Environment Agency announces changes to abstraction charges

0
211

Businesses, including water companies and farmers, must hold a licence to abstract more than 20 cubic metres of water a day from a river, stream, canal or groundwater, and pay charges for this from 1 April 2022.

The new rules have been approved by government and published in the Environment Agency’s response to the review of water resources abstraction charges and the outcome of its consultation.

Sir James Bevan, Chief Executive of the Environment Agency, commented on the announcement: “The biggest long-term threat to the environment, our economy and our lifestyle is water quantity – simply having enough for people and wildlife.

“In the face of the climate emergency, population growth and rising demand for water, we need to ensure that all those who use water, and rely on it for their business, can continue to do so now and into the future, as well as better protecting our rivers and aquifers.

“As part of this we need a system that allows us to charge fully and fairly for the services we provide to preserve water supplies and help businesses meet their needs in a sustainable way that protects the environment.”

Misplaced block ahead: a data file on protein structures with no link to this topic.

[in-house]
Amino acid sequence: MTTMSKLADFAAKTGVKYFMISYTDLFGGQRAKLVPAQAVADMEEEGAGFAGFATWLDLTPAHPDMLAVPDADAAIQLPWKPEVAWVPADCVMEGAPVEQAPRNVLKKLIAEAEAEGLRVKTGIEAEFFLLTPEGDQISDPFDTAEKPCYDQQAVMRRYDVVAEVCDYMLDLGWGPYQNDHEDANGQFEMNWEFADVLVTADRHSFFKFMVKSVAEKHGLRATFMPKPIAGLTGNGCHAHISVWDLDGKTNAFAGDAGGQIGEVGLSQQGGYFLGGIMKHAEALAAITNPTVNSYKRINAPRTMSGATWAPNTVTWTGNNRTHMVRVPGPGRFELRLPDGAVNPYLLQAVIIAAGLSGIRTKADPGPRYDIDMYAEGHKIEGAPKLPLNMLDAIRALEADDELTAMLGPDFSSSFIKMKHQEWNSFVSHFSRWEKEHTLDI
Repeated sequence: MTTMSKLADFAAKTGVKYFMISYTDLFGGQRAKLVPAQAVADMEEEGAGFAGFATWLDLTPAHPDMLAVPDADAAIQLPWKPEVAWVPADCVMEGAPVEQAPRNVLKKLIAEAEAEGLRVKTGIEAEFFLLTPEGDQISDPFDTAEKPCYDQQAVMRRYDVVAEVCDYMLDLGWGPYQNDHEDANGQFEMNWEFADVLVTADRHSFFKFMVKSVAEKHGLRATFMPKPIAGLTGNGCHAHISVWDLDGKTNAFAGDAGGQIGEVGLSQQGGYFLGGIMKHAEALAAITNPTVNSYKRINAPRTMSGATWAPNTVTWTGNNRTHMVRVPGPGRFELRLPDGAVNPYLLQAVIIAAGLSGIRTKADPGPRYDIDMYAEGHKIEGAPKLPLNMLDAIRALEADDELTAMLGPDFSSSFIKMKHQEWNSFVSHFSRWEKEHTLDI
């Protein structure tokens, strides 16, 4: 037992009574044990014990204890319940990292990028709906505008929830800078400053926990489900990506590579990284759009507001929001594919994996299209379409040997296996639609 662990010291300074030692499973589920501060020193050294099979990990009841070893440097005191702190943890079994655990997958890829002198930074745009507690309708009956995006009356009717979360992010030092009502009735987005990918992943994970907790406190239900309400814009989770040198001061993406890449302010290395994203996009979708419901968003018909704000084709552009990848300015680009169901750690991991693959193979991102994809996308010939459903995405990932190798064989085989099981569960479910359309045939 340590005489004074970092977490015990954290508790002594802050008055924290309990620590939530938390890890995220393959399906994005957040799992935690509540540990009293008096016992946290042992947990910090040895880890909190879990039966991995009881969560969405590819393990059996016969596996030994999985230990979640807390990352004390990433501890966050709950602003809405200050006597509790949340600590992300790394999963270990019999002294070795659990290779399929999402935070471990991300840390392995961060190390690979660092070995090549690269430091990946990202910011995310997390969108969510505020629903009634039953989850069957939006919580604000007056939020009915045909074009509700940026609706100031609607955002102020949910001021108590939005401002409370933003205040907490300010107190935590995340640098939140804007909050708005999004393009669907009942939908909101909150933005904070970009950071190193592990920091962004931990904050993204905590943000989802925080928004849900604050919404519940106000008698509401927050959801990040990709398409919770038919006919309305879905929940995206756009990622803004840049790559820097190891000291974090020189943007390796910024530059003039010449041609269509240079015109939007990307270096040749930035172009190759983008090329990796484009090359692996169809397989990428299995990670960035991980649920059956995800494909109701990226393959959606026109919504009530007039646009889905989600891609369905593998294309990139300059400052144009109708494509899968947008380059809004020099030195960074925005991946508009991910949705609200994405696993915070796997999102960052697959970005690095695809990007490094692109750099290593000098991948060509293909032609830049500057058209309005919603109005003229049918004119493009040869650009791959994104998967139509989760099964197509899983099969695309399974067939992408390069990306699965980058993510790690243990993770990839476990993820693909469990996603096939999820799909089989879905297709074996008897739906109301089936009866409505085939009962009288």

England is facing increased pressure on its water resources due to population growth and climate change.

According to the Environment Agency, significant water shortages in parts of the country have been predicted and some rivers could have between 50 and 80 percent less water during the summer without action by 2050. Based on recent projections, more than 3.4 billion additional litres per day will be needed in England by then, an increase of 23% on today’s supplies.

The new charges – which have not changed for the past 10 years –will be based on:

  • the volume of water taken from the environment
  • where the water is taken from
  • how much of that water is returned to the environment

The new charging framework is set to secure £25 million in additional income each year to protect access to water and meet environmental challenges, including to help protect England’s sensitive habitats, such as chalk streams.

The full consultation outcome is available on the UK Government website.